It’s no surprise to learn from the Herald poll reported yesterday that most New Zealanders believe the gap between rich and poor is growing under National.
The report says in part:
Forty four per cent of the 750 New Zealanders surveyed this month said the gap between the rich and poor had got a lot bigger over the past six years.
A further 30 per cent said it had got a little bigger. Just over 22 per cent said it was about the same, and only 3 per cent believed the gap had closed.
One-third of those surveyed felt they were now better off financially since National became the Government, 30 per cent said they were about the same and virtually the same number said they were worse off. Eight per cent were unsure or didn’t know.
The online Herald survey with the poll, despite its inherent right-wing bias, shows 48% believe National has handled inequality badly with “too many polices (which) only benefit the rich”.
It’s easy to see why people think this way.
- · Over a billion dollars in tax cuts for the rich
- · Increasing GST to 15%
- · Selling state assets – and their ongoing revenue streams – to wealthy shareholders
- · Slashing state house waiting lists
- · Selling state houses to make way for McMansions by the sea across Tamaki
- · Contracting out government services to the private sector.
In every area of the economy National’s aim is to strip wealth and income from low and middle income earners to put double linings in the pockets of the wealthy.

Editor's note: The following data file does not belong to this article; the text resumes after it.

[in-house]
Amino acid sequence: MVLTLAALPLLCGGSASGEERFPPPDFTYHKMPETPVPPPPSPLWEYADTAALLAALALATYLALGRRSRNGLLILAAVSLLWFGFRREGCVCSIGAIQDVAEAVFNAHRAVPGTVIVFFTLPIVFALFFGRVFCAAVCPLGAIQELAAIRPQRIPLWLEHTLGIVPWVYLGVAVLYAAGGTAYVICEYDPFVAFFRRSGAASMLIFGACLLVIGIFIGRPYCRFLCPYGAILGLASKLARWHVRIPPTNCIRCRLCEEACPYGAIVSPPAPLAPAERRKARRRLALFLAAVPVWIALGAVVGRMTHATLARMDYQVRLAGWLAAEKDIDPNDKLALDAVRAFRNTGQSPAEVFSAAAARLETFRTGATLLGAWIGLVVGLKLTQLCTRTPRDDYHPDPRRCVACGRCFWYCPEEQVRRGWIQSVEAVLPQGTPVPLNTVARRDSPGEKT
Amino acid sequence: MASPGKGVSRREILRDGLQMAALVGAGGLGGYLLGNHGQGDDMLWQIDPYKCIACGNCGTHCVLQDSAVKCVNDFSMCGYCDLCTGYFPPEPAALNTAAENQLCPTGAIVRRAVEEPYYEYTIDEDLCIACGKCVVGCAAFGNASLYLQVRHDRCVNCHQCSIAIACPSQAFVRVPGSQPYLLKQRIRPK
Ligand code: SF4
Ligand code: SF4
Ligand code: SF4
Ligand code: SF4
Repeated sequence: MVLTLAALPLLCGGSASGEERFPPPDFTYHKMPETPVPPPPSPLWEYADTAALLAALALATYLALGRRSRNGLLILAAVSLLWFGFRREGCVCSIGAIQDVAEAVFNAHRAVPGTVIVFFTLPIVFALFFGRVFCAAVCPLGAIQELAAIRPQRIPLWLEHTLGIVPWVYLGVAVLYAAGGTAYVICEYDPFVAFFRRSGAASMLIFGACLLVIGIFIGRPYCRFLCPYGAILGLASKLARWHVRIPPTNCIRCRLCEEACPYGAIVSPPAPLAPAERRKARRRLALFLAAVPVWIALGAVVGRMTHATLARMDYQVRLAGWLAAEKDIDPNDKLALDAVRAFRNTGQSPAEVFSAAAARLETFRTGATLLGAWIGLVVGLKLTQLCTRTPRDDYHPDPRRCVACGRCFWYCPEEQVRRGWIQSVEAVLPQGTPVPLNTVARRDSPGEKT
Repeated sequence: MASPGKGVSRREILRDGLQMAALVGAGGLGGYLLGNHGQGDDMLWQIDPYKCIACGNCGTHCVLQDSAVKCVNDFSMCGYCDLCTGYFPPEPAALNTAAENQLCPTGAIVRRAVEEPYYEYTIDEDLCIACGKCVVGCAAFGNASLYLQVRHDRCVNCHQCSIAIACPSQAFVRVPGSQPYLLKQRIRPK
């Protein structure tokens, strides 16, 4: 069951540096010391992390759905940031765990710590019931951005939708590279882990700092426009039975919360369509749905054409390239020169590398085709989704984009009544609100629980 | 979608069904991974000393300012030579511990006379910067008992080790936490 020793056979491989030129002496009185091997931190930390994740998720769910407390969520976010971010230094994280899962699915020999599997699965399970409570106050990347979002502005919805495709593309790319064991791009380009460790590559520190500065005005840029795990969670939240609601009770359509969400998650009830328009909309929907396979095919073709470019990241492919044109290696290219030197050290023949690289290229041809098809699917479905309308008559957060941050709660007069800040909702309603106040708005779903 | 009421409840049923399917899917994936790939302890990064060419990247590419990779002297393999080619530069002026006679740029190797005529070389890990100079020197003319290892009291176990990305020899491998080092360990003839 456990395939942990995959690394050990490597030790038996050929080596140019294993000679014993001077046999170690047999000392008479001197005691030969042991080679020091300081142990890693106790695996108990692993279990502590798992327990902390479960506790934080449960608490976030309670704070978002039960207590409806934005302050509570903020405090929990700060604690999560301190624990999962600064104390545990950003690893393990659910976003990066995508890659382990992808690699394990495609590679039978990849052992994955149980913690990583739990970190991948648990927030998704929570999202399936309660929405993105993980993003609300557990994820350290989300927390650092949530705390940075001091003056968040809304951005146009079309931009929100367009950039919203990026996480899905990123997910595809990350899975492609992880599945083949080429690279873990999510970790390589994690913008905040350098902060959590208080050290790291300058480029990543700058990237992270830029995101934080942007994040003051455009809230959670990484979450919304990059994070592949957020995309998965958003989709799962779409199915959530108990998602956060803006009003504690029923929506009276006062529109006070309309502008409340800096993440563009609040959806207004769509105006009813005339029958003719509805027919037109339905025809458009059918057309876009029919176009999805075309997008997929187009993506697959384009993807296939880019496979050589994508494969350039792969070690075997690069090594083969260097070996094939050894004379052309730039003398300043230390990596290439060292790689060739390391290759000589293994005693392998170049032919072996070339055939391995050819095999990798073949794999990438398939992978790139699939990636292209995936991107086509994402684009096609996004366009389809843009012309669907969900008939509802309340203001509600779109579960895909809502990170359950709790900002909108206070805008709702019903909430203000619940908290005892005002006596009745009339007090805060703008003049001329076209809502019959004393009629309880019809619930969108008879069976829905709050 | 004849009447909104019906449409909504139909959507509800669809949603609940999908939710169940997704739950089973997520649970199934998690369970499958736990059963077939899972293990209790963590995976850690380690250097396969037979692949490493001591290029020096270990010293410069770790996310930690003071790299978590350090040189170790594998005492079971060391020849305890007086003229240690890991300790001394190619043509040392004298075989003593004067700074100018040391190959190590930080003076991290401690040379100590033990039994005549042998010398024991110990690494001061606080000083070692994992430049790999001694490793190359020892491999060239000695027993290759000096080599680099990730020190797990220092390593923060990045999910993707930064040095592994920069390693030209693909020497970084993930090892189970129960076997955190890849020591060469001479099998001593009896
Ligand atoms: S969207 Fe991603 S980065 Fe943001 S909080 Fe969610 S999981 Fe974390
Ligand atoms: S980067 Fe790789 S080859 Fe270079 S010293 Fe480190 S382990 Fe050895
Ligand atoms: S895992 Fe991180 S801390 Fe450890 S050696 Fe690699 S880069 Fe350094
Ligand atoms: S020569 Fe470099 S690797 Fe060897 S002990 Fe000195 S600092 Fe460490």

New Zealand is one of the most unequal countries in the OECD and making our way steadily to the bottom.
New Zealanders care about inequality and blame the government (in the same online poll only 10% say inequality is not a government responsibility)
Finance Minister Bill English isn’t interested. His spokesperson gave just the typical, meaningless right-wing soundbite – “a number of families are still finding their situation challenging…the best way to help low-income New Zealanders is through a growing economy that supports more jobs and higher incomes.”
So why is National still so high in the polls if New Zealanders care about inequality? Because there is still no contest with Labour on the rich/poor divide. The National-lite party – Labour – recently removed a full $1.5 billion in policy relief from low-income families – reversing its previous plans to take GST off fresh fruit and vegetables and make the first $5,000 of income tax free.
Cunliffe’s response to the poll was weak:
“That’s why things like a capital gains tax and a lift in the top marginal tax rate will provide resources that can be given to give a hand up to the more vulnerable and help close up some of those gaps.”
Those two policies would give some extra resources but the amounts Labour are talking about are pathetic compared to the structural changes in the economy needed to get the 1% off our backs.
No wonder Labour languishes – rudderless and directionless, mired in the 1980s.
Like National, the only direction Labour MPs are sure of is the path to the corporate boxes at Eden Park.